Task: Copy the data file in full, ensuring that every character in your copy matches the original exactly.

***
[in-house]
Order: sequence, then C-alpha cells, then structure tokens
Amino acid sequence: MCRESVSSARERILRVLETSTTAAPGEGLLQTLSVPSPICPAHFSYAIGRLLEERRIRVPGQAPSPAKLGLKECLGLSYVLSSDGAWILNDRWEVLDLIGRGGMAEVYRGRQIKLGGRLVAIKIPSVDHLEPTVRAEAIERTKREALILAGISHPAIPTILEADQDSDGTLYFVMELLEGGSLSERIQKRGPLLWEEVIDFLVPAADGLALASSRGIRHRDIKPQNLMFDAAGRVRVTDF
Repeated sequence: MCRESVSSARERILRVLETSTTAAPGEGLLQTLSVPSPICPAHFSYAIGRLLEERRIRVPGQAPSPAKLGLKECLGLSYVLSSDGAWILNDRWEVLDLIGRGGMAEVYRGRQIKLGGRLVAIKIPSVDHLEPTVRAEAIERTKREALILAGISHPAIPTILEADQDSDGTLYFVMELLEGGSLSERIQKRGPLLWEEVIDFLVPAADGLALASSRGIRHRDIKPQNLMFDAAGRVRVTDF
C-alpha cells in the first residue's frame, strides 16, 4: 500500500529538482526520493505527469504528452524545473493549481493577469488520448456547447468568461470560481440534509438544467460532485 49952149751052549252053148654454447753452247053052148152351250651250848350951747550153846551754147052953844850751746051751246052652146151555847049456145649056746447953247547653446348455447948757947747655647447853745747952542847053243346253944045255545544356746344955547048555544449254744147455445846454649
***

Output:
[in-house]
Order: sequence, then C-alpha cells, then structure tokens
Amino acid sequence: MCRESVSSARERILRVLETSTTAAPGEGLLQTLSVPSPICPAHFSYAIGRLLEERRIRVPGQAPSPAKLGLKECLGLSYVLSSDGAWILNDRWEVLDLIGRGGMAEVYRGRQIKLGGRLVAIKIPSVDHLEPTVRAEAIERTKREALILAGISHPAIPTILEADQDSDGTLYFVMELLEGGSLSERIQKRGPLLWEEVIDFLVPAADGLALASSRGIRHRDIKPQNLMFDAAGRVRVTDF
Repeated sequence: MCRESVSSARERILRVLETSTTAAPGEGLLQTLSVPSPICPAHFSYAIGRLLEERRIRVPGQAPSPAKLGLKECLGLSYVLSSDGAWILNDRWEVLDLIGRGGMAEVYRGRQIKLGGRLVAIKIPSVDHLEPTVRAEAIERTKREALILAGISHPAIPTILEADQDSDGTLYFVMELLEGGSLSERIQKRGPLLWEEVIDFLVPAADGLALASSRGIRHRDIKPQNLMFDAAGRVRVTDF
C-alpha cells in the first residue's frame, strides 16, 4: 500500500529538482526520493505527469504528452524545473493549481493577469488520448456547447468568461470560481440534509438544467460532485 49952149751052549252053148654454447753452247053052148152351250651250848350951747550153846551754147052953844850751746051751246052652146151555847049456145649056746447953247547653446348455447948757947747655647447853745747952542847053243346253944045255545544356746344955547048555544449254744147455445846454649